Barack Obama’s transition team has tapped former FCC Commissioner Henry Rivera, a longtime proponent of the so-called "Fairness Doctrine," to head the team looking for the man or woman who will soon give Democrats a 3-to-2 advantage on the Federal Communications Commission. [CORRECTION ADDED, 11/14]
It’s another troubling sign that Democrats are serious about trying to reinstate the long-defunct FCC regulation, which can more aptly be described as the "Censorship Doctrine" because of its chilling effect on free speech. In effect from 1949 to 1987, the Fairness Doctrine was an obstacle to open discussion of public policy issues on the radio; its removal in the Reagan years spawned the robust talk radio marketplace of ideas now enjoyed by millions.
While talk radio hosts often warned during the campaign that free speech could be trampled by an all-Democratic majority, the broadcast networks have failed to react to this dangerous threat to the First Amendment. A review shows the broadcast networks — whose affiliates could also be regulated — have failed to run even a single story mentioning the push for a new Fairness Doctrine. The most recent mention of the Fairness Doctrine was on May 30, 2007, when in an interview on CBS’s The Early Show, Al Gore bizarrely called it a "protection" that was removed during the Reagan years.
But there has been news to report, as Democrats have been more than candid about their plans. On Election Day, for example, New York Senator Charles Schumer justified regulating political speech. "The very same people who don’t want the Fairness Doctrine want the FCC to limit pornography on the air," Schumer told the Fox News Channel. "You can’t say, ‘government hands off in one area’ to a commercial enterprise, but you’re allowed to intervene in another. That’s not consistent."
In late October, Democratic Senator Jeff Bingaman told a New Mexico radio station how he "hopes" the Fairness Doctrine returns so radio will be more to his liking: "For many, many years, we operated under a Fairness Doctrine in this country. I think the country was well-served. I think the public discussion was at a higher level and more intelligent in those days than it has become since."
Democrats have launched various attempts to control of broadcast content since the Fairness Doctrine’s demise in 1987, but the push has become more insistent in the past couple of years. After the failure of a liberal immigration bill in 2007, Senator Dianne Feinstein told Fox News Sunday that she was "looking at" a new Fairness Doctrine because "talk radio tends to be one-sided....It's explosive. It pushes people to, I think, extreme views without a lot of information." As with Schumer and Bingaman recently, none of the broadcast networks thought Feinstein’s threats worth reporting.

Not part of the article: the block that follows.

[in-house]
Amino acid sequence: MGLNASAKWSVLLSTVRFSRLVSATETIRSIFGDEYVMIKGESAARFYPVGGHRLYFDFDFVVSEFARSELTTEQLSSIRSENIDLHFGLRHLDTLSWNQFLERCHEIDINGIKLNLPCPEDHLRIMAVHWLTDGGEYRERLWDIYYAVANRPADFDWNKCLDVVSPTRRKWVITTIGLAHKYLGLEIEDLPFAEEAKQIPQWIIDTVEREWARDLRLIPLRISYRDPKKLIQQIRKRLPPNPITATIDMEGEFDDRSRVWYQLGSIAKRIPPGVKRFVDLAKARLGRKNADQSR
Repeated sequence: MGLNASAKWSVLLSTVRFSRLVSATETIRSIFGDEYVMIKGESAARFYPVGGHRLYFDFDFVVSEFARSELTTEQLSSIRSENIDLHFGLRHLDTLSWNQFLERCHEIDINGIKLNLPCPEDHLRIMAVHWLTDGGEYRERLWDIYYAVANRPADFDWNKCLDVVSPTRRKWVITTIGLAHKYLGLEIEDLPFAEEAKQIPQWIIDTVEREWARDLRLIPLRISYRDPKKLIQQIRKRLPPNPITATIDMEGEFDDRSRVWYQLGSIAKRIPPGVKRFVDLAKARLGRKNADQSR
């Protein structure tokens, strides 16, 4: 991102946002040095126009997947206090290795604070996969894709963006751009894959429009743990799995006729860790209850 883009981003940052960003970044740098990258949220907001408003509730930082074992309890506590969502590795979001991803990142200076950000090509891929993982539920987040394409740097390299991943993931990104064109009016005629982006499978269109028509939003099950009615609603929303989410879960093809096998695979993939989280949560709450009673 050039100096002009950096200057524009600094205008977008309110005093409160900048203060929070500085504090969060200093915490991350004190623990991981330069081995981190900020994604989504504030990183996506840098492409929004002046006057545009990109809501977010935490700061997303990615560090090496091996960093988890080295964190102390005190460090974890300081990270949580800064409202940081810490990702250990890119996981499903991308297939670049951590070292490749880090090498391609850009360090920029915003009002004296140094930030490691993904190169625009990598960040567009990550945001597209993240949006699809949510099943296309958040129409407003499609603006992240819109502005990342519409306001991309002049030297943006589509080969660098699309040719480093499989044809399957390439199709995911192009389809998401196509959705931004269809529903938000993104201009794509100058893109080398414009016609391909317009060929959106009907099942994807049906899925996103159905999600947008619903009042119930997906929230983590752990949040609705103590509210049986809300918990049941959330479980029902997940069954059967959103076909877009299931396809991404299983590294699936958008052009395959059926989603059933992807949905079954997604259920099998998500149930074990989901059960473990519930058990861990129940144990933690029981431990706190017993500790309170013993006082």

Journalists aren’t known for turning a blind eye to free speech issues. In 2003, ABC, CBS and NBC ran 33 stories on criticism of the Dixie Chicks for speaking out against President Bush and the Iraq war. ABC’s Jim Wooten darkly warned: "All this has reminded some of the McCarthy Era's blacklists that barred those even accused of communist sympathies for working in films or on television."
When Democrats first pushed to reinstate the Fairness Doctrine in 1987-88, both the New York Times and Washington Post came down strongly on the side of free speech. In a June 24, 1987 editorial, the Post called the concept of a Fairness Doctrine repulsive:
"The truth is...that there is no ‘fairness’ whatever in the ‘fairness’ doctrine. On the contrary, it is a chilling federal attempt to compel some undefined ‘balance’ of what ideas radio and television news programs are to include....The ‘fairness doctrine’ undercuts free, independent, sound and responsive journalism — substituting governmental dictates. That is deceptive, dangerous and, in a democracy, repulsive."
Now that the Left is gearing up to suffocate talk radio, the media’s First Amendment solidarity seems to have been eclipsed by their loyalty to the would-be censors of the Democratic Party.
CORRECTION, 11/14: Widespread reports that Henry Rivera would head Obama's FCC transition team turn out to be erroneous. TVNewsday reported on November 14: "Various press reports had said that former FCC Commissioner Henry Rivera would lead the team. Rivera is working on the transition, but is leading the team assigned to the National Science Foundation. Rivera may have been bumped from the FCC team because of ethics guidelines. Rivera is a communications attorney at Wiley, Rein with an active practice before the FCC." Instead, the Obama FCC transition will be led by Susan Crawford and Kevin Werbach.